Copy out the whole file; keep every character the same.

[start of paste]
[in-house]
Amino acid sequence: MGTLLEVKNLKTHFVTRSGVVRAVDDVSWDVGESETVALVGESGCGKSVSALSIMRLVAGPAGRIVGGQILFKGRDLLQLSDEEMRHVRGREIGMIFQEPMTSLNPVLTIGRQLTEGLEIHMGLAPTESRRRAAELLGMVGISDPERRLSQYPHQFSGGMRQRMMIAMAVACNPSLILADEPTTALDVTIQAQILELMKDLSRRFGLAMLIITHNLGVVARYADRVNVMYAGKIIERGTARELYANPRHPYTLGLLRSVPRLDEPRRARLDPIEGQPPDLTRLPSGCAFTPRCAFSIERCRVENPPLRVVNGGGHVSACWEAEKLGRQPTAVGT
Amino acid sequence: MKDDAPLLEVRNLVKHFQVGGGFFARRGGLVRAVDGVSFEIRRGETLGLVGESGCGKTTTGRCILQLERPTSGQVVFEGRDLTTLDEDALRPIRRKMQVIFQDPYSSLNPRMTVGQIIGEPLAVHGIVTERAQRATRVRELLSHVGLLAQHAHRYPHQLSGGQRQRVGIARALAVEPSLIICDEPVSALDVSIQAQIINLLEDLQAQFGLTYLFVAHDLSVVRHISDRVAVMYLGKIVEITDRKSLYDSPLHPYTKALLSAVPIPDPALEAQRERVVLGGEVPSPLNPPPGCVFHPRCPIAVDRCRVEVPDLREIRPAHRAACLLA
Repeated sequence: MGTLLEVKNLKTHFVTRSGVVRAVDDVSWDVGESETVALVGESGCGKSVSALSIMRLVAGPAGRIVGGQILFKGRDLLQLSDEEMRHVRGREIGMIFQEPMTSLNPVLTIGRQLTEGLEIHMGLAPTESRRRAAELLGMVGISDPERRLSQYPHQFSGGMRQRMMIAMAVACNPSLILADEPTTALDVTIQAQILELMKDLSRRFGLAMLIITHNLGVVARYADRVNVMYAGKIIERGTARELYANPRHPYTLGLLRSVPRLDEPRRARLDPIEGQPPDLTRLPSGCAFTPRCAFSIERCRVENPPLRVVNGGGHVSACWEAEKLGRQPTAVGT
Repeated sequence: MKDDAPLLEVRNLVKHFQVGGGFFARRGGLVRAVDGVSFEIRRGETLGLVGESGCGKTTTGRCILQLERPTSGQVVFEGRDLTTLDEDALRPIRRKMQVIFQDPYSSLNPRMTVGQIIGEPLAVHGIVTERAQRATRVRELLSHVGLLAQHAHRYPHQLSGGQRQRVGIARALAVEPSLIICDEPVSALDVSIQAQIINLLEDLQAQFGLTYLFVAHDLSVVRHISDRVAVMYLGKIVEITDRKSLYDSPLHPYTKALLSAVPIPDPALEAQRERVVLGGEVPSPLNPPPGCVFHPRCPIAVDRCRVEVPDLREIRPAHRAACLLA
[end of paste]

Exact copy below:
[in-house]
Amino acid sequence: MGTLLEVKNLKTHFVTRSGVVRAVDDVSWDVGESETVALVGESGCGKSVSALSIMRLVAGPAGRIVGGQILFKGRDLLQLSDEEMRHVRGREIGMIFQEPMTSLNPVLTIGRQLTEGLEIHMGLAPTESRRRAAELLGMVGISDPERRLSQYPHQFSGGMRQRMMIAMAVACNPSLILADEPTTALDVTIQAQILELMKDLSRRFGLAMLIITHNLGVVARYADRVNVMYAGKIIERGTARELYANPRHPYTLGLLRSVPRLDEPRRARLDPIEGQPPDLTRLPSGCAFTPRCAFSIERCRVENPPLRVVNGGGHVSACWEAEKLGRQPTAVGT
Amino acid sequence: MKDDAPLLEVRNLVKHFQVGGGFFARRGGLVRAVDGVSFEIRRGETLGLVGESGCGKTTTGRCILQLERPTSGQVVFEGRDLTTLDEDALRPIRRKMQVIFQDPYSSLNPRMTVGQIIGEPLAVHGIVTERAQRATRVRELLSHVGLLAQHAHRYPHQLSGGQRQRVGIARALAVEPSLIICDEPVSALDVSIQAQIINLLEDLQAQFGLTYLFVAHDLSVVRHISDRVAVMYLGKIVEITDRKSLYDSPLHPYTKALLSAVPIPDPALEAQRERVVLGGEVPSPLNPPPGCVFHPRCPIAVDRCRVEVPDLREIRPAHRAACLLA
Repeated sequence: MGTLLEVKNLKTHFVTRSGVVRAVDDVSWDVGESETVALVGESGCGKSVSALSIMRLVAGPAGRIVGGQILFKGRDLLQLSDEEMRHVRGREIGMIFQEPMTSLNPVLTIGRQLTEGLEIHMGLAPTESRRRAAELLGMVGISDPERRLSQYPHQFSGGMRQRMMIAMAVACNPSLILADEPTTALDVTIQAQILELMKDLSRRFGLAMLIITHNLGVVARYADRVNVMYAGKIIERGTARELYANPRHPYTLGLLRSVPRLDEPRRARLDPIEGQPPDLTRLPSGCAFTPRCAFSIERCRVENPPLRVVNGGGHVSACWEAEKLGRQPTAVGT
Repeated sequence: MKDDAPLLEVRNLVKHFQVGGGFFARRGGLVRAVDGVSFEIRRGETLGLVGESGCGKTTTGRCILQLERPTSGQVVFEGRDLTTLDEDALRPIRRKMQVIFQDPYSSLNPRMTVGQIIGEPLAVHGIVTERAQRATRVRELLSHVGLLAQHAHRYPHQLSGGQRQRVGIARALAVEPSLIICDEPVSALDVSIQAQIINLLEDLQAQFGLTYLFVAHDLSVVRHISDRVAVMYLGKIVEITDRKSLYDSPLHPYTKALLSAVPIPDPALEAQRERVVLGGEVPSPLNPPPGCVFHPRCPIAVDRCRVEVPDLREIRPAHRAACLLA